The Bravest Woman in America

by Marissa Moss and Andrea U'Ren

Young Ida Lewis loved the sea and longed to go with her father, a lighthouse keeper,... read more

Young Ida Lewis loved the sea and longed to go with her father, a lighthouse keeper, to check the light. He would only take her if she could row the distance from shore, so the stubborn, determined girl set out to prove she could. “It was slow. It was hard. Her shoulders ached and her hands blistered.” But she did it. From that day on she regularly accompanied him, often rowing to improve her strength and skill. She was fifteen when her family moved to the Lime Rock Lighthouse. When her father became ill, Ida and her mother took over the light, and Ida kept watch for boats in distress. When she saw a sailboat capsize, sending four boys into the ice cold water, Ida enacted a dramatic rescue, rowing out and hauling them all safely into her boat. In an author’s note following this account, Marissa Moss notes this was the first of a number of rescues with which Ida was credited over her lifetime. Moss’s lively narrative is illustrated by Andrea U’Ren, whose illustrations are particularly adept at capturing land- and seascapes. (Ages 5–8)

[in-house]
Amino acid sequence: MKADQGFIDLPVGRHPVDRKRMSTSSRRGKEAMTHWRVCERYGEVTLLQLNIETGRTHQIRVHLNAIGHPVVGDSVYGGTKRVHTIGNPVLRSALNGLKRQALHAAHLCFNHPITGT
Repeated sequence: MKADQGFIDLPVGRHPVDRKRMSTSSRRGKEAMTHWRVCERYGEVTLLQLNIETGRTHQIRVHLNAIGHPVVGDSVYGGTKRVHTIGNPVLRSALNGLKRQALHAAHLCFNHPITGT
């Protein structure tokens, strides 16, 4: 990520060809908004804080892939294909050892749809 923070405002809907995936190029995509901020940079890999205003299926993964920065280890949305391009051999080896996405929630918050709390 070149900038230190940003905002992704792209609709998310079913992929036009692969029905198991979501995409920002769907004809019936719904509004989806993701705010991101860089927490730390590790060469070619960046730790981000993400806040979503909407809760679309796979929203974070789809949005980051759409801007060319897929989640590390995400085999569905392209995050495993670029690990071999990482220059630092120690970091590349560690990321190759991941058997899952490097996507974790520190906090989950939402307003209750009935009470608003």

© Cooperative Children's Book Center, Univ. of Wisconsin - Madison, 2012

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